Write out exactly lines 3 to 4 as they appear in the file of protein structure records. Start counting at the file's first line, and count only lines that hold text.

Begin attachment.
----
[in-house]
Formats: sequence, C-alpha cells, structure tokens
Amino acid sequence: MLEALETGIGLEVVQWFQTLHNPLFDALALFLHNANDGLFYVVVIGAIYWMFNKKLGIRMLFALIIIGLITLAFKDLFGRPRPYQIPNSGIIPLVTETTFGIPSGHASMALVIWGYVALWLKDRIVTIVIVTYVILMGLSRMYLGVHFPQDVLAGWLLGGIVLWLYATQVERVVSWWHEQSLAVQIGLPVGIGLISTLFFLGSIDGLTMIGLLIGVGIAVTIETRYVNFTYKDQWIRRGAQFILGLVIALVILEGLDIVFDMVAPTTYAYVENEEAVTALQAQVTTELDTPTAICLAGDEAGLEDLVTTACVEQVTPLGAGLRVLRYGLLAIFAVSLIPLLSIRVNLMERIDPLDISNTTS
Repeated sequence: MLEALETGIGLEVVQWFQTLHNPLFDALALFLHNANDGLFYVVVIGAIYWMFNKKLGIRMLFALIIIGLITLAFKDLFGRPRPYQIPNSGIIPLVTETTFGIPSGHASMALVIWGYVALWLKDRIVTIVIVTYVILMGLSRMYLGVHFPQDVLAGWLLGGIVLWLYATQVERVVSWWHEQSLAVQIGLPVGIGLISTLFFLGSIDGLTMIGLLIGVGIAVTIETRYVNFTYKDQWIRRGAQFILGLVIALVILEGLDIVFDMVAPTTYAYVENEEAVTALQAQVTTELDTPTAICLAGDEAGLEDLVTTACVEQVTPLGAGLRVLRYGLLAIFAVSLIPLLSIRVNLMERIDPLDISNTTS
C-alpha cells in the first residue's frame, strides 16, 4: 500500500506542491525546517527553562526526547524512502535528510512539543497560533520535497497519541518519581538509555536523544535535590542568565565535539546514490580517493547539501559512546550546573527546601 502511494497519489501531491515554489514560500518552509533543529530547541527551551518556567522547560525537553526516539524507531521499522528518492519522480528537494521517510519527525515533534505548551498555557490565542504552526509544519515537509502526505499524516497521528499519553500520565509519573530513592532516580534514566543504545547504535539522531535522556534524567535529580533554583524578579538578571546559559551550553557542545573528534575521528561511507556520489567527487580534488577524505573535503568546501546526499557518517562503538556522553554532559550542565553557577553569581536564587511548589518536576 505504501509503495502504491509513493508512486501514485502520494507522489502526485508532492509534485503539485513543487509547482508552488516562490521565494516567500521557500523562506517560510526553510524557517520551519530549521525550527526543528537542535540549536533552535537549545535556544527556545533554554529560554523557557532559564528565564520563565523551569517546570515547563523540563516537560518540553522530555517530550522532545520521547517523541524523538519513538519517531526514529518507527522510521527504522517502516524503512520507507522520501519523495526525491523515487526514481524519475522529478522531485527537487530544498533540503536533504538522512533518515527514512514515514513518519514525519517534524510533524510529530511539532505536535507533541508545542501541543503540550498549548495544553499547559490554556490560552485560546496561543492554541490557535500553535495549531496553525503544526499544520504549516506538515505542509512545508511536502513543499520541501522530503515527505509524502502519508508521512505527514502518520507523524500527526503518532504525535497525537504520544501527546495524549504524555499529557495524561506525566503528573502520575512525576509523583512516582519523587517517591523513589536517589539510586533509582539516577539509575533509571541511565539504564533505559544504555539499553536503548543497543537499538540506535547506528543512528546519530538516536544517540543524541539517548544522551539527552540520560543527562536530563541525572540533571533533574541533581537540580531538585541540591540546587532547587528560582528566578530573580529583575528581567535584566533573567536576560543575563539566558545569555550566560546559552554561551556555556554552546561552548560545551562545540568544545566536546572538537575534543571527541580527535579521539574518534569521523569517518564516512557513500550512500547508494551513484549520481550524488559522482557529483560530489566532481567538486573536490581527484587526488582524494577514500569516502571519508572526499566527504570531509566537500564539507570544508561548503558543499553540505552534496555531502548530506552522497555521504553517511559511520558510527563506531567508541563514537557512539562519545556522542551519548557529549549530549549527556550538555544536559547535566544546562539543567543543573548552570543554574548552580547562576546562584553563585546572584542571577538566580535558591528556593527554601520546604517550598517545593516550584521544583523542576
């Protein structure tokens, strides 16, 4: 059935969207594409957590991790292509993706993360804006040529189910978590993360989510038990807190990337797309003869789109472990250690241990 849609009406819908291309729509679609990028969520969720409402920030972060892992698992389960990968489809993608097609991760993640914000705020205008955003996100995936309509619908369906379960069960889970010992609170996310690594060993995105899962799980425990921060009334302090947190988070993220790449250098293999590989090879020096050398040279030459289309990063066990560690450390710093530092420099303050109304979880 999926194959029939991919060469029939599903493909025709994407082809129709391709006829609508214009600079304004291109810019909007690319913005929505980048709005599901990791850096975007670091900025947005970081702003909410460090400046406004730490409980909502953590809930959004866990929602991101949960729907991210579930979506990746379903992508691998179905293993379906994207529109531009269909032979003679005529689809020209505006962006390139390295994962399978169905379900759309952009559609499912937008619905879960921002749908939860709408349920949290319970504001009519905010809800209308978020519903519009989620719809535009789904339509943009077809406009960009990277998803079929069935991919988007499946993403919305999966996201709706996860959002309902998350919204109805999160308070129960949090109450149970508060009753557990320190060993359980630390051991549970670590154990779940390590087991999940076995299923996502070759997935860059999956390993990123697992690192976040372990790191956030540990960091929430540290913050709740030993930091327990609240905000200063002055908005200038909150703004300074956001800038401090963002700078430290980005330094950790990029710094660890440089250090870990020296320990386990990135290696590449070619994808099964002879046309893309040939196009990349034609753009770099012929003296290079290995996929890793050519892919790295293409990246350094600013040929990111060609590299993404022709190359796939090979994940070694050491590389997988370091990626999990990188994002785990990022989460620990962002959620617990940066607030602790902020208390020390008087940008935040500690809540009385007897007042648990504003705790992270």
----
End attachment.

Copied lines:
Amino acid sequence: MLEALETGIGLEVVQWFQTLHNPLFDALALFLHNANDGLFYVVVIGAIYWMFNKKLGIRMLFALIIIGLITLAFKDLFGRPRPYQIPNSGIIPLVTETTFGIPSGHASMALVIWGYVALWLKDRIVTIVIVTYVILMGLSRMYLGVHFPQDVLAGWLLGGIVLWLYATQVERVVSWWHEQSLAVQIGLPVGIGLISTLFFLGSIDGLTMIGLLIGVGIAVTIETRYVNFTYKDQWIRRGAQFILGLVIALVILEGLDIVFDMVAPTTYAYVENEEAVTALQAQVTTELDTPTAICLAGDEAGLEDLVTTACVEQVTPLGAGLRVLRYGLLAIFAVSLIPLLSIRVNLMERIDPLDISNTTS
Repeated sequence: MLEALETGIGLEVVQWFQTLHNPLFDALALFLHNANDGLFYVVVIGAIYWMFNKKLGIRMLFALIIIGLITLAFKDLFGRPRPYQIPNSGIIPLVTETTFGIPSGHASMALVIWGYVALWLKDRIVTIVIVTYVILMGLSRMYLGVHFPQDVLAGWLLGGIVLWLYATQVERVVSWWHEQSLAVQIGLPVGIGLISTLFFLGSIDGLTMIGLLIGVGIAVTIETRYVNFTYKDQWIRRGAQFILGLVIALVILEGLDIVFDMVAPTTYAYVENEEAVTALQAQVTTELDTPTAICLAGDEAGLEDLVTTACVEQVTPLGAGLRVLRYGLLAIFAVSLIPLLSIRVNLMERIDPLDISNTTS